In this blog post I’ll be analysing my previous post on my experience with stand-up comedy in Japan, so for those of you reading this post that haven’t read the post I did before, go read it. I chose to look at Japanese stand-up because I have a huge passion for stand up. I was curious as to what I would find in Japan, the country that has already given me so much. Anime, manga, ramen, sushi, so many amazing video games, all stuff that I love and all from Japan. Surely there stand up would be amazing as well.
In my analysis of my experience I will be looking at the epiphanies I had while I was immersing myself in Japanese stand up and the culture around it. Now the definition of epiphanies given in Ellis et al’s reading on Autoethnography ,
“remembered moments perceived to have significantly impacted the trajectory of a person’s life (BOCHNER & ELLIS, 1992; COUSER, 1997; DENZIN, 1989), times of existential crises that forced a person to attend to and analyse lived experience (ZANER, 2004), and events after which life does not seem quite the same.”
May be a bit strong considering I’m talking about watching Japanese stand up on Youtube, but the premise still rings true. I’m looking at the moments that I remember that changed what I thought about stand up in Japan.
The first epiphany I had, and I’m not sure if I even wrote about it in my first blog, is that there didn’t seem to be a lot of comedians, at least not on stage performing a stand-up routine I’m used to. I’ve learnt that the reason I couldn’t find more comedians isn’t because people just aren’t putting the videos on Youtube, or I just wasn’t looking well enough. It’s because in Japan the way for a comedian to make it big isn’t to go into stand up in the way that I’m familiar with, but to go into television. For the prime time shows in Japan it’s a necessity to have comedians on the show, either as a contestant competing in one of the many weird competitions to come out of Japanese television, or as a host. Some people claiming around 80% of the tv personalities in Japan are comedians, so with such high numbers going into TV it’s easy to see why there aren’t many acts performing stand up like I’m used to.
The second and biggest epiphany I had was that there were quite a few different types of acts, and looking into it I found there were more than I thought. There are 5 main styles of comedy that all of the acts in Japan fall roughly under, and some may be a mix of a few.
The first is Kyogen, an old form of comedy dating back to the 14th century. Kyogen is based on slapstick and satire, and performed in an outdated version of Japanese. Gamarjobat were probably the closest thing I saw to this, though they don’t speak for the most part.
The second is Manzai, which features a straight man, known as a Tsukkomi, and a funny man, known as a Boke, that quickly trade jokes. You only have to watch one Abbot and Costello bit, and you’ll understand what Manzai is. This was probably the type of act I saw the most, and its that’s probably because it’s the style that works best on stage.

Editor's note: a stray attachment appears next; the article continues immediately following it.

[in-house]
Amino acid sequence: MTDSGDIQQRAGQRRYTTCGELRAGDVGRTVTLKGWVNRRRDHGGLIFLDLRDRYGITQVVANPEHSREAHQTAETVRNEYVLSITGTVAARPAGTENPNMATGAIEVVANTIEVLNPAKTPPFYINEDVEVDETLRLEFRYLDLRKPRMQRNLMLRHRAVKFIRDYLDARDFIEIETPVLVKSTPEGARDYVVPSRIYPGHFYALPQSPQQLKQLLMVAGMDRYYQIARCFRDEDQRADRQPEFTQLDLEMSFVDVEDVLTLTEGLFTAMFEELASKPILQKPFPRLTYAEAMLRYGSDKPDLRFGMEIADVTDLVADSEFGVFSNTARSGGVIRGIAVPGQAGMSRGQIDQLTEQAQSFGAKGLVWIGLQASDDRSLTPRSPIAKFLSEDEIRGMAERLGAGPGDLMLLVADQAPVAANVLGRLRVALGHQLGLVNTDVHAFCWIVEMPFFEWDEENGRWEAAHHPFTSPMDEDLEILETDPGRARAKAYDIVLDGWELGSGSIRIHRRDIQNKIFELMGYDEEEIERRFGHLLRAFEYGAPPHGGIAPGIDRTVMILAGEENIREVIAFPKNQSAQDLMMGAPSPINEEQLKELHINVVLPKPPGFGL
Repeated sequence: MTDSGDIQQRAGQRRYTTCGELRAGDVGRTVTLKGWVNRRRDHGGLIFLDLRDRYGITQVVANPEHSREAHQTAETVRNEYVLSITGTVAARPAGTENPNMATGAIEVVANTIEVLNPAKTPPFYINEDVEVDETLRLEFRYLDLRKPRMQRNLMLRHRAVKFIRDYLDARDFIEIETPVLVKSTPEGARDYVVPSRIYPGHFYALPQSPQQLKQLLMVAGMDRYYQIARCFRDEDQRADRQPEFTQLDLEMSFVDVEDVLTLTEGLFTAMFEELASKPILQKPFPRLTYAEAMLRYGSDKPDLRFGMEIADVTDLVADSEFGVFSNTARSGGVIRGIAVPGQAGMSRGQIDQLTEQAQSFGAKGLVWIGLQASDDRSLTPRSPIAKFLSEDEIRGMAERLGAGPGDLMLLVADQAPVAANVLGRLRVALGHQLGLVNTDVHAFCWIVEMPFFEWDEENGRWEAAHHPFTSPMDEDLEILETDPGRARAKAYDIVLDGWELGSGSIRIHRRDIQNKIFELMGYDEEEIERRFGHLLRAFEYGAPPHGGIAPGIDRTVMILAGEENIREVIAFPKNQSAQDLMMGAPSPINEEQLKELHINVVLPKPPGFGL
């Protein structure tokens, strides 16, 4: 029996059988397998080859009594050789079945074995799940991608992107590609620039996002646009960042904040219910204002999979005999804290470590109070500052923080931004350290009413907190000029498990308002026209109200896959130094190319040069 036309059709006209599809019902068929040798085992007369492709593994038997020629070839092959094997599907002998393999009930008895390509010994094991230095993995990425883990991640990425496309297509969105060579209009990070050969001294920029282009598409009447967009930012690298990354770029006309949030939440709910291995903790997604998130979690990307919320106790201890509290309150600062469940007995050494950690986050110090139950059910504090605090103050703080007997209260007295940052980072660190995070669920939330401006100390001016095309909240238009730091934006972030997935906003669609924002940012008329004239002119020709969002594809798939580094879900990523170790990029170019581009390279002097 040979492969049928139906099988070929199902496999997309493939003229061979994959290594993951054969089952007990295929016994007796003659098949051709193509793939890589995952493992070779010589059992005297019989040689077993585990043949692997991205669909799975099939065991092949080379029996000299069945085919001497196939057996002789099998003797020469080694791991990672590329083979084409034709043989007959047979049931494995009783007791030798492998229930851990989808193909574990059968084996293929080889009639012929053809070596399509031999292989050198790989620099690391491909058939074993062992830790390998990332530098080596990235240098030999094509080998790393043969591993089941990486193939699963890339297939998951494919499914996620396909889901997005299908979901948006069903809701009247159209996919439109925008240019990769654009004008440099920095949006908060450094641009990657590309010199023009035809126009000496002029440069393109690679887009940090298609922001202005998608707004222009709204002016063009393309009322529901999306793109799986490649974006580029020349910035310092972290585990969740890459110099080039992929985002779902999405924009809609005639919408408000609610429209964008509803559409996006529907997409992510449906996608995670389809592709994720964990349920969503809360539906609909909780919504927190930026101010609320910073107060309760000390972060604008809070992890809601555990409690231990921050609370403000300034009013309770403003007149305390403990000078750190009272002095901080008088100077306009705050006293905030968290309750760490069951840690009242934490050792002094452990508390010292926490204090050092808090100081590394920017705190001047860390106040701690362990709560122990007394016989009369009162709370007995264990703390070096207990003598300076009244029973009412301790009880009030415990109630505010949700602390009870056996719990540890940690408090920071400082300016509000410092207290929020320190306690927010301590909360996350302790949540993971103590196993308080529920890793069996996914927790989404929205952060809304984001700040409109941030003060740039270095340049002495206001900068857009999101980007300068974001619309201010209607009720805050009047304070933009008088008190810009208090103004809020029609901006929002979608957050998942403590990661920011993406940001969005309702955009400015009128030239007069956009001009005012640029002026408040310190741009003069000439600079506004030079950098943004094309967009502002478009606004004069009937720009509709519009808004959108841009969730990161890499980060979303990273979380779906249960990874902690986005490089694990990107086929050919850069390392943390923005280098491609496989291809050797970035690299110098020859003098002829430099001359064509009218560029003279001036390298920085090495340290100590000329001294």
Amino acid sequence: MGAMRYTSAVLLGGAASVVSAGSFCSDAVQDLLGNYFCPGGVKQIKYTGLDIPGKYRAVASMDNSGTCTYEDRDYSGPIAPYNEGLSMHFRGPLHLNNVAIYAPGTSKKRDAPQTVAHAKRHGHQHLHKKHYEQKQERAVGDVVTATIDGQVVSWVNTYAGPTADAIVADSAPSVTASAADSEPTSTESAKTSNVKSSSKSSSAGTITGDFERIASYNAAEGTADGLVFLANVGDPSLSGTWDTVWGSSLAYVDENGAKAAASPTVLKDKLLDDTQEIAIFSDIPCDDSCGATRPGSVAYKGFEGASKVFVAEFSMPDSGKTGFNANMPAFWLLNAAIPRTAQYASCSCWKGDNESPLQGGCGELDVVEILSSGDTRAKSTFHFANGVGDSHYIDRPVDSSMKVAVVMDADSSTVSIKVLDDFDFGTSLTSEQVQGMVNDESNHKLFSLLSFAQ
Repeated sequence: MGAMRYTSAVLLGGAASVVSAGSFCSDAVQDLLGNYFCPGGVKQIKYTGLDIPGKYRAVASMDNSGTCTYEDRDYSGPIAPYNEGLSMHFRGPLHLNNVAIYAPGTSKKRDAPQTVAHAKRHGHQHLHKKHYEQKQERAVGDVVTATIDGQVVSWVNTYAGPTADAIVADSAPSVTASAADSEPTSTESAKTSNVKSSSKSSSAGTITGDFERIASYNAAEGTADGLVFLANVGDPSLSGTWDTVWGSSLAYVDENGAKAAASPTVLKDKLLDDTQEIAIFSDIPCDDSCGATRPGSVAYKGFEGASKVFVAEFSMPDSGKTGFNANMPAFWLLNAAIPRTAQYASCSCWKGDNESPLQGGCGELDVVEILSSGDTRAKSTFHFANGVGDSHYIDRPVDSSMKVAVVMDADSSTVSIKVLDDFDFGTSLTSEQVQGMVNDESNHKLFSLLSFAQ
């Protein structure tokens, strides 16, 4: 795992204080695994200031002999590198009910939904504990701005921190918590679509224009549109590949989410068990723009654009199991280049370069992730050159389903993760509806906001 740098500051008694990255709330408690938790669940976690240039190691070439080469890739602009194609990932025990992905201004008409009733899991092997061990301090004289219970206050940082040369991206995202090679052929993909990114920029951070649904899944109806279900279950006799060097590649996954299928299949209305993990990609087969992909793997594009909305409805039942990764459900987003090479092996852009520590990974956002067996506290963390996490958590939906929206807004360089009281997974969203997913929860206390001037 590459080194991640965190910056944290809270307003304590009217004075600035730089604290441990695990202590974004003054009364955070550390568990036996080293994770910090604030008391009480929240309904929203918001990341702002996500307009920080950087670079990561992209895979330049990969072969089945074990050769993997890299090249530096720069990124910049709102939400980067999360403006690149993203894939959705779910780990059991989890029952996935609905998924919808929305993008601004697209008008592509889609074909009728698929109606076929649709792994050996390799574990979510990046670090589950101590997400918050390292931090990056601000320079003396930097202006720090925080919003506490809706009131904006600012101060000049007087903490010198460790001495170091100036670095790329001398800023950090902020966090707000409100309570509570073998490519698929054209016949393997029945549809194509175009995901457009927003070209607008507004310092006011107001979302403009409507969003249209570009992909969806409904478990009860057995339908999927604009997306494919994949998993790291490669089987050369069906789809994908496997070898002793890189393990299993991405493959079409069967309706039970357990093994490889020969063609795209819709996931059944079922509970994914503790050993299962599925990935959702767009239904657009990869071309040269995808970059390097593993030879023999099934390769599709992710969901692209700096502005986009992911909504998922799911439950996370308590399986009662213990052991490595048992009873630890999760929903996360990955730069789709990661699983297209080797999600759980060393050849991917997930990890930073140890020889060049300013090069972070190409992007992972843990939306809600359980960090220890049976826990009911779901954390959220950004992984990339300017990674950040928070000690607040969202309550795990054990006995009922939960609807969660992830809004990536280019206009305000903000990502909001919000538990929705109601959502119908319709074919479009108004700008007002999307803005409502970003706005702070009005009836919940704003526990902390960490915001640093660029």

Third we have Konto, and it’s really just a subgenre of Manzai. In Konto groups perform short bits that revolve around a comical story, weird situation, or strange encounter. A lot of the double acts seemed to perform in this style if it was a longer performance, rather than just a short video.
Forth we have a style that I missed the first time around, rakugo. In rakugo, the performer sits in a kimono with their legs tucked under and tells a funny story. I don’t know how I missed any of these acts the first time I was looking into Japanese stand up, probably because it’s quite unique. I watched a few after I found out about it and it’s not really like anything I’ve seen before. Even with comedians who just tell stories, rakugo is different. There also seems to be a real mix of what looks like more traditional rakugo performances and modern performances that are trying to change things up. The traditional performances were kind of like some of the really long jokes that your grandpa might tell you, where the modern ones, for lack of a better word, where just weird.
The fifth and final style is Owarai, this pretty much encompasses everything else in the modern comedy seen in Japan. Owarai acts tend to be regulars on Japanese variety shows, game shows, food segments, travel features and musical performances. From what I’ve seen this is where the majority of the comedians in Japan are going.
So here we are at the end of my analysis of my exploration of Japanese stand up. I definitely feel like I have grown in my understanding of the topic, but I don’t know if I got what I wanted. I didn’t really go into this with an agenda, I think there was part of me that wanted to find that Japanese stand up was just going to be the same as the stand-up I’m used to but only focusing on this idea I have of life in Japan that I have in my head. I’m glad I didn’t find that in the end, it would have been weird, and the stuff that I found was funny and I genuinely laughed at most of the acts I watched.